10. The Conquests • Muslim invaders were naturally full of zeal to spread their faith to other areas, the more converts the better, HOWEVER they also wanted to control areas where people did not convert • Muslim leaders were naturally interested in controlling wealth and riches in other areas • In order to get money, the levied a jizya on non-believers, though mawali or recent converts, still had some taxes to pay…in any case, wealth was as great a motivation for spreading Islam as was glory of spreading Allah’s word, but they were NOT the primary reason for Muslim success

  11. The Conquests • Spreading Islam in the Middle East, North Africa and Eastern Mediterranean was easy because… • The Byzantine and Sassanian (Persian) Empires were weak…Zoroastrianism lacked popular roots in Persia and was becoming repressed • The Byzantines were more resilient in fending off Arab invaders, yet still lost valuable territory to them in Syria, Israel and Egypt • In the end, the general weakness of these empires to maintain a foothold on their outlying territory allowed for the easy expansion of Islam

  12. The Sunni/Shi’a Problem • Despite all this success, their was STILL a large division in Muslim society, further complicated by the sudden death of Abu Bakr in 634 CE • The problem was succession of leadership, and there were 2 different schools on the matter: • Sunnis – believed that the caliph should be chosen by religious leaders and NOT a religious leader (most Umayyads) • Shiites – believed that only direct descendants of Muhammad should be caliph (Ali) • These differences further complicated practices, rituals and aspects of the faith (like women veiling, tribute, the meaning of jihad)

  13. The Umayyad Imperium • By the end of the 7th/Early 8th century CE, differences were somewhat settled and the business of expansion continued • The Umayyads established their capital at Damascus, Syria, though Mecca remained the holy city • They created a bureaucratic administration with a strong military dominated by elite Muslim Arabs…their method of territorial control was to leave warrior garrisons in fortresses separated from the common people in major towns throughout the empire • Again, converts, though not prevented from interacting, marrying or cavorting with members of the Muslim elite, STILL had to pay taxes, received little or no support from the Umayyad government and were in general seen as just clients of Muslim society • As a result, the rate of conversion to Islam during the Umayyad Imperium was much lower than future empires, as people so no real need to convert to avoid major penalties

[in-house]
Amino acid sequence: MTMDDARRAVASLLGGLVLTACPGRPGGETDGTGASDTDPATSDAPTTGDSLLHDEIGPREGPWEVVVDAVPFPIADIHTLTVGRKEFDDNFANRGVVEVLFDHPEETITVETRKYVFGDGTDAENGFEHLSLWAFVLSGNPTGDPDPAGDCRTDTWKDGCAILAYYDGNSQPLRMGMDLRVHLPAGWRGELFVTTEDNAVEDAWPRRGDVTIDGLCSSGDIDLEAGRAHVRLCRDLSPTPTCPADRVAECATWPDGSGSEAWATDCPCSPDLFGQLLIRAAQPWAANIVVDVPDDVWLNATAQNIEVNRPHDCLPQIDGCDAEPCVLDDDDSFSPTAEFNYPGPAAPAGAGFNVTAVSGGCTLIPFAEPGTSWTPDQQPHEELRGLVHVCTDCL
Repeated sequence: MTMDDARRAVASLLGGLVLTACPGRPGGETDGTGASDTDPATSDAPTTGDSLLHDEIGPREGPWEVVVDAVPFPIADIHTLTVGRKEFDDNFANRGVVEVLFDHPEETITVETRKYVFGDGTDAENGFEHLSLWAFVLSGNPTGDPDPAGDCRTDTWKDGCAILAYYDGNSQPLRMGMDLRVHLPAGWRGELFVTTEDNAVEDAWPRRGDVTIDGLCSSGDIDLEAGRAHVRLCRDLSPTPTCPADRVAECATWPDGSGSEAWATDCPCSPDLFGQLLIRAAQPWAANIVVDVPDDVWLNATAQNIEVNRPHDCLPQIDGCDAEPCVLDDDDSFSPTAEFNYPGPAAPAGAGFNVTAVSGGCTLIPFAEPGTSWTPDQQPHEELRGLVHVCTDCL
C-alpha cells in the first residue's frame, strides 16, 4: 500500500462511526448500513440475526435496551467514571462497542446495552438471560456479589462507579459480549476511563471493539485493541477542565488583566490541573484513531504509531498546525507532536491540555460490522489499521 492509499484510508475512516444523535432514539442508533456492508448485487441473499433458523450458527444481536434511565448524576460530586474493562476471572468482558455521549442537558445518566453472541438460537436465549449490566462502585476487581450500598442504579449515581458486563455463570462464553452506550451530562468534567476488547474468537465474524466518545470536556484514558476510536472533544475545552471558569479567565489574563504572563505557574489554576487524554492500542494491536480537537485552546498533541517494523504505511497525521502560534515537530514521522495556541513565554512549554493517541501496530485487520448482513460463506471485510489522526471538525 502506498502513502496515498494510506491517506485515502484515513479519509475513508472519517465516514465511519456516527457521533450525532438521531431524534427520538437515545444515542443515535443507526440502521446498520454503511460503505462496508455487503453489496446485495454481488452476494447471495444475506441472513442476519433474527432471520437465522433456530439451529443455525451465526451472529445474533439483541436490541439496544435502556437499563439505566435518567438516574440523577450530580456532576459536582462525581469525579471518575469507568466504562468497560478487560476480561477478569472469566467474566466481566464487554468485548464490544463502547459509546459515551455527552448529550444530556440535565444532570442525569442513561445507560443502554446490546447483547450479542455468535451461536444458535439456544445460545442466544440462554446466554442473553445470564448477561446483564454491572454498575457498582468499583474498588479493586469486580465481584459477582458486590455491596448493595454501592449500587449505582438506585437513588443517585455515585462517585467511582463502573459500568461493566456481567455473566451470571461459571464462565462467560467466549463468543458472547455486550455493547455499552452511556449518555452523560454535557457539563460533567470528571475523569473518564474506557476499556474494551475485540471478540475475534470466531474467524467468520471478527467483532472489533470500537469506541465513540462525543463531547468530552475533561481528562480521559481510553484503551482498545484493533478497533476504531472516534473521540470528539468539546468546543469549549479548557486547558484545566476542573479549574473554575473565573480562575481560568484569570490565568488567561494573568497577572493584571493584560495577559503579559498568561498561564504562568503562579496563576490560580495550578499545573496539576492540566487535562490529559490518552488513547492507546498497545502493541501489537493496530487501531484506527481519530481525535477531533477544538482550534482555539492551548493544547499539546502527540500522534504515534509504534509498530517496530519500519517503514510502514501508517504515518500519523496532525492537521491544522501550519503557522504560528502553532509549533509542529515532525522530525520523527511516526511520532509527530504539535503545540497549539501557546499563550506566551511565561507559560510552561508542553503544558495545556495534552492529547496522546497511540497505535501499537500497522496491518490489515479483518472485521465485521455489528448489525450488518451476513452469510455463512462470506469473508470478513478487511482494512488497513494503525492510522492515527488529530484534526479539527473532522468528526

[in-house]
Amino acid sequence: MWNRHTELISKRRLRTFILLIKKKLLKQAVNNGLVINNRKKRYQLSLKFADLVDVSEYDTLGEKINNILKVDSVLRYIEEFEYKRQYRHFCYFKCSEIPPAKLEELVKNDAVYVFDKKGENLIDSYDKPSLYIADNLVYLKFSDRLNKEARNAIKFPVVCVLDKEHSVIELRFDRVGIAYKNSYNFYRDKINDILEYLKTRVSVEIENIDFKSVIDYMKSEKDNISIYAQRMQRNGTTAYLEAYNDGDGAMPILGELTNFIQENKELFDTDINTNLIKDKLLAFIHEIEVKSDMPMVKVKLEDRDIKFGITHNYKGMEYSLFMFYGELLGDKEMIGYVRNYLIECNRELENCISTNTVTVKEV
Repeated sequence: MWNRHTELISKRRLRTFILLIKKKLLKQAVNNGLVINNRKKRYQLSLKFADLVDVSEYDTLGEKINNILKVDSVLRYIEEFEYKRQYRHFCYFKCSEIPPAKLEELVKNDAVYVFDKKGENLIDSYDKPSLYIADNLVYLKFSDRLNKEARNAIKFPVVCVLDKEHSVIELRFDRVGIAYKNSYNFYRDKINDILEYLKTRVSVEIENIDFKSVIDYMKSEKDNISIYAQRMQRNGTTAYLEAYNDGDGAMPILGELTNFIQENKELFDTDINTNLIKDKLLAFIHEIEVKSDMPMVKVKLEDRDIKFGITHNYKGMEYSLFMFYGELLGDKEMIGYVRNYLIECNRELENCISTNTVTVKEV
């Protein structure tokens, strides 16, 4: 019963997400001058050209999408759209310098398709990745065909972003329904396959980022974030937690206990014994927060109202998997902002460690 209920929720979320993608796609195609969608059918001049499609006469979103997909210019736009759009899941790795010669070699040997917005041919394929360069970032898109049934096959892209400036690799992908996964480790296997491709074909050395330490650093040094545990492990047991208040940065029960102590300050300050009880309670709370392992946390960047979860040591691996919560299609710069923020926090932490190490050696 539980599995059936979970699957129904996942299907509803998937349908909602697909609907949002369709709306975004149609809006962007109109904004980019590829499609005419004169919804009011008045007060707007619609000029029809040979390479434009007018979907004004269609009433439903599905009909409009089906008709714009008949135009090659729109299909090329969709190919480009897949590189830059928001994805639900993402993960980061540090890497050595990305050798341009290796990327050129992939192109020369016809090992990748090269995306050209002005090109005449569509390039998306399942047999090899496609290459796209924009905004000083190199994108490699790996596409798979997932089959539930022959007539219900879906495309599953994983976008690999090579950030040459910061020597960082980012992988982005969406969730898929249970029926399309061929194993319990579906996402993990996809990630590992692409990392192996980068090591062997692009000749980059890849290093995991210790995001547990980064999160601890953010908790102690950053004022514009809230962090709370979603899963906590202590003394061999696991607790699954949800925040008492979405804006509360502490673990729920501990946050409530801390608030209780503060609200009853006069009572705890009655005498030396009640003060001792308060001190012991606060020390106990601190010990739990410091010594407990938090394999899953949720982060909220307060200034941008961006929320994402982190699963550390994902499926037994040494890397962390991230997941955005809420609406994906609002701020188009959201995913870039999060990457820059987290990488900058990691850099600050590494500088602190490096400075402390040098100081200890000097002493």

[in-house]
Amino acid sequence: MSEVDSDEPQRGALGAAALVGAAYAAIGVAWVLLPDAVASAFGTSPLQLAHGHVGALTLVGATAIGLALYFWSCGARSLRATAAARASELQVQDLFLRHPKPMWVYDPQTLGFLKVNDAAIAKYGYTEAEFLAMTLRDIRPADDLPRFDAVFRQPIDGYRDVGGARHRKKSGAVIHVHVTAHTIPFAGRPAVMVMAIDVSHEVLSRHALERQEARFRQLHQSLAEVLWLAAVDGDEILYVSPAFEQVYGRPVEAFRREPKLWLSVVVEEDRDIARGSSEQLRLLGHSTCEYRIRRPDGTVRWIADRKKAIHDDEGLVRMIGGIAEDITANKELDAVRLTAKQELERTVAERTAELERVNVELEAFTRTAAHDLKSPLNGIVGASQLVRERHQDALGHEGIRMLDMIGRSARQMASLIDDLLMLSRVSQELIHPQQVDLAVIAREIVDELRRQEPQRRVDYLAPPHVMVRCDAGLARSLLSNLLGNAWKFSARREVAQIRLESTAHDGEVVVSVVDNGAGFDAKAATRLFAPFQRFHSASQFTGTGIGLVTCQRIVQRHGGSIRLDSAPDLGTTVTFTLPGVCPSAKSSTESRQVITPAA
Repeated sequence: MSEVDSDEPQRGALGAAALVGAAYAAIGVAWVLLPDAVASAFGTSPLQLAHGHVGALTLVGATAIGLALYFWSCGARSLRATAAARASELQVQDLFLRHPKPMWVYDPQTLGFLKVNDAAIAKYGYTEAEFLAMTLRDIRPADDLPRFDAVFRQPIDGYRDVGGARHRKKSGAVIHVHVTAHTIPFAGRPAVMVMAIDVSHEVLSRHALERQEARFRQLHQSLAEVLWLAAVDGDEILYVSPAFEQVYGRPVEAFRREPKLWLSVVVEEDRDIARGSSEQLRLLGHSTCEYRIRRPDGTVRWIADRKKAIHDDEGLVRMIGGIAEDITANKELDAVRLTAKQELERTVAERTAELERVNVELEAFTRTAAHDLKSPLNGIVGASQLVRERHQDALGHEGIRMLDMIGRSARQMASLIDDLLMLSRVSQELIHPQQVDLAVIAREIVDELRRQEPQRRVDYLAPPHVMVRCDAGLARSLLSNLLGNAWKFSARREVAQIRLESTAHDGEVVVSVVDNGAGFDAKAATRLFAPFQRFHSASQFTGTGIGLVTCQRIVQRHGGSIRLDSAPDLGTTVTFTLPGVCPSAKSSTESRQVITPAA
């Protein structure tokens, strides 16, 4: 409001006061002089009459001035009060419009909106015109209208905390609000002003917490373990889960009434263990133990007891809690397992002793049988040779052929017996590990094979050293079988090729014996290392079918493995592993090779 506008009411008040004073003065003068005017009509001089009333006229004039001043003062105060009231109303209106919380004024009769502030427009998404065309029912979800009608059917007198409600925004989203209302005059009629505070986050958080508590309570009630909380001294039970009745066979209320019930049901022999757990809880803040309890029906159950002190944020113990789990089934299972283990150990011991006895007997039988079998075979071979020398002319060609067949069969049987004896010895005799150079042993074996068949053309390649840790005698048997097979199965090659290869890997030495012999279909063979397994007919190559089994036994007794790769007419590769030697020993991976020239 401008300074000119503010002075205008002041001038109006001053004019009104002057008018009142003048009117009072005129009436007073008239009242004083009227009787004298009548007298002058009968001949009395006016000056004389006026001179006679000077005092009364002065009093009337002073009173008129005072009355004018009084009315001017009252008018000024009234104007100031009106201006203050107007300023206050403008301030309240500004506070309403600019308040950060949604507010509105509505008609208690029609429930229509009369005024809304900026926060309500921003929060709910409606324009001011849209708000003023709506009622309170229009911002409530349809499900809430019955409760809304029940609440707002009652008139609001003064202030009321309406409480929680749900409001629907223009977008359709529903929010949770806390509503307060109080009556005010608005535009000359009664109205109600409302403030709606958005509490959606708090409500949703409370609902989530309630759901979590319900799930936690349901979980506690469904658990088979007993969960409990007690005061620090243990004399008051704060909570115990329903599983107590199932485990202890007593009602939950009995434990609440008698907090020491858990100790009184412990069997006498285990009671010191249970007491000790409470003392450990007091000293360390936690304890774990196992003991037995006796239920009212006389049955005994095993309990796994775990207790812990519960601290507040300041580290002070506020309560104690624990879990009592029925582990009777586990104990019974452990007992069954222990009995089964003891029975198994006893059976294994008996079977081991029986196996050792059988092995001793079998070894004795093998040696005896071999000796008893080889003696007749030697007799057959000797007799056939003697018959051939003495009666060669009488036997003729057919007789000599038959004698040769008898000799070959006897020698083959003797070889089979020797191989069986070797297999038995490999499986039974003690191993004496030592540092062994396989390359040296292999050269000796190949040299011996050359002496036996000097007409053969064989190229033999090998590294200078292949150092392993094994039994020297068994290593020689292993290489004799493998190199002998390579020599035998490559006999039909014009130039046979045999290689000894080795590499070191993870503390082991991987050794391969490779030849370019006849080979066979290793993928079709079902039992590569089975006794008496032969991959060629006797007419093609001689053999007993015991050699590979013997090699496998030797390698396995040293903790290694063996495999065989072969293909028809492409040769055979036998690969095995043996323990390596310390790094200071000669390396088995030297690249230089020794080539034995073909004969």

14. Family/Gender Roles in Umayyad Society • Women had a favorable status (same as was done when the Arabs were Bedouins) • Adultery was forbidden, HOWEVER, men could have 4 wives and women could only have 1 husband…all WOMEN had to be treated equally no matter what • Women had greater freedom to receive inheritance and a divorce • The only thing women were not allowed to do was be a priest (Imam) and lead prayers or other religious rituals

  15. Umayyad Decline and Fall • The spoils of victory and a decline in military power lead to the downfall of the Umayyad Imperium • Many Muslim groups within the empire saw the Umayyads as committing sins against Allah, leading to revolts, many of which came from remote border areas (Merv) • Soldiers who had settled there began to see less and less from the central treasury in Damascus…when Damascus tried to replace them with new soldiers, they revolted • Eventually, the Abbasid clan gained supporters from Merv and other outlying regions…most of these supporters were Shi’a (Umayyads were Sunni) • Led by Abu al-Abbas, he Abbasids defeated the Umayyads in 750 CE, and made sure to assassinate/wipe out any remaining Umayyad clan leaders…though some retreated to Spain

  16. THIS WEEK… • Read Chapter 6 and do your dialectical journal • Tuesday: Conflict Analysis – Sunni v. Shiite • Wednesday: Compare and Contrast Umayyads and Abassids • Thursday: DBQ Practice on the Spread of Islam • Friday: TEST on C6…notes due

  17. Umayyads and Abbasids • Societal Comparison – Pages 130-142 • I am going to assign you a number, and you will fill/figure out the sections associated with that number • We will discuss this as a class in about 20 minutes • 1: Political and Intellectual/Technological • 2: Social and Military • 3: Economic and Geographic • 4: Artistic and Demographic • 5: Religious and Women’s Status